A story was told to me once about a man who was riding on a public subway with his two young sons. The children were out of control: running up and down the train, throwing tantrums, and disturbing all of the other passengers. This went on for a while, but the father did little to try to control the kids. Eventually, one woman got so annoyed with the man and his children that she verbally attacked him, calling him irresponsible and a bad parent. The man looked at the woman regretfully and said, “I’m sorry, their mother was just killed and they’re not sure how to take the news.” The woman immediately regretted getting so upset at the children, and could understand their unruliness.
This story illustrated to me why it is wrong to judge a situation at first glance. Before assumptions can be made, each side of the story must be considered. It is easy to get upset at someone for doing something wrong, but no one harms others without a reason. That reason may be just or unjust depending on circumstances; however, only a minimal percentage of the human population consists of sociopaths who are unable to comprehend ethical behavior. The rest of us must recognize that wrongdoing is a very relative idea.
When someone is found doing wrong, the first thought most people have is punishment. Our emotions and impulses often get the best of us if we are wronged in some way; however, impulsive behavior most often leads to poor judgment. When a thief is caught, he is often placed in prison without another thought. Isn’t it worth finding out the man’s motive? Perhaps there is something that can be done to prevent future incidents. Unfortunately, most think that people who break the law are unredeemable.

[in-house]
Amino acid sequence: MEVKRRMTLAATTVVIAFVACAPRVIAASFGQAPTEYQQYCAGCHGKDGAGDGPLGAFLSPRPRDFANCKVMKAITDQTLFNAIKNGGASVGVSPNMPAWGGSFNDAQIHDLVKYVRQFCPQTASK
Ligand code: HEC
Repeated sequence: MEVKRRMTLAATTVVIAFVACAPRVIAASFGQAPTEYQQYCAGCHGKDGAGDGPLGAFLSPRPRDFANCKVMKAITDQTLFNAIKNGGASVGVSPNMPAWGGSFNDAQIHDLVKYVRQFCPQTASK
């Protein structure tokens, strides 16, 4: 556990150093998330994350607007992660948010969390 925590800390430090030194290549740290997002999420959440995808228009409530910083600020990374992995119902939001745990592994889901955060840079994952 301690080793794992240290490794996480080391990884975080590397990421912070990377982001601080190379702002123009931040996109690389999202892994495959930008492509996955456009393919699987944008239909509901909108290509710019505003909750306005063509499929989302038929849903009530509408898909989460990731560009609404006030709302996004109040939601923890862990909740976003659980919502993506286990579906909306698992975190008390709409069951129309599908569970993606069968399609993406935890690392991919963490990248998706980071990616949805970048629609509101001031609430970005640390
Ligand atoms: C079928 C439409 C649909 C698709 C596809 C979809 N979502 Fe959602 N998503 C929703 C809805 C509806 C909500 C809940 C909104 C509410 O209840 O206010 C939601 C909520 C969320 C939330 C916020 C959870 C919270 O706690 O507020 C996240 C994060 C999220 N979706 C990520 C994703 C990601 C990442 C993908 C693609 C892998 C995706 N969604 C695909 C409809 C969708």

The truth is, humans never act without motive. There is no such thing as a good person or a bad person; everyone has virtuous as well as regretful qualities. How “good” a person is depends on how often he or she engages in selfless behavior, and vice-versa. Consider this the next time you feel slighted or wronged. Take a walk in your enemies’ shoes and you might be surprised by what you think or feel.
Putting Emotion on Hold
Of course, putting your emotions to the side is not the easiest thing to do. Some people can do this fairly automatically, while others see it as impossible to ignore their passions. Also, the severity of the crime can make it difficult to see beyond one’s own situation. For example, if someone steals a pack of gum from you, you could potentially understand the motivation, however unreasonable it may be. “They probably thought a pack of gum was not too big a deal.” However, in a more severe instance such as burglary or murder, the criminal’s motive is probably unclear or imperceptible due to emotion’s blinding effect.
This is not to say that one should always forgive and forget. It is, under no circumstances, justifiable to kill another person; however, it is often worthwhile to find out the criminal’s motive. If a person kills as a member of a gang or terrorist organization, for instance, putting the person in jail or executing him is inadequate since other members of the same group could continue in his footsteps. When people do unbelievable things, ask questions and seek out answers. This could prevent a lot of pain and hardship in the future.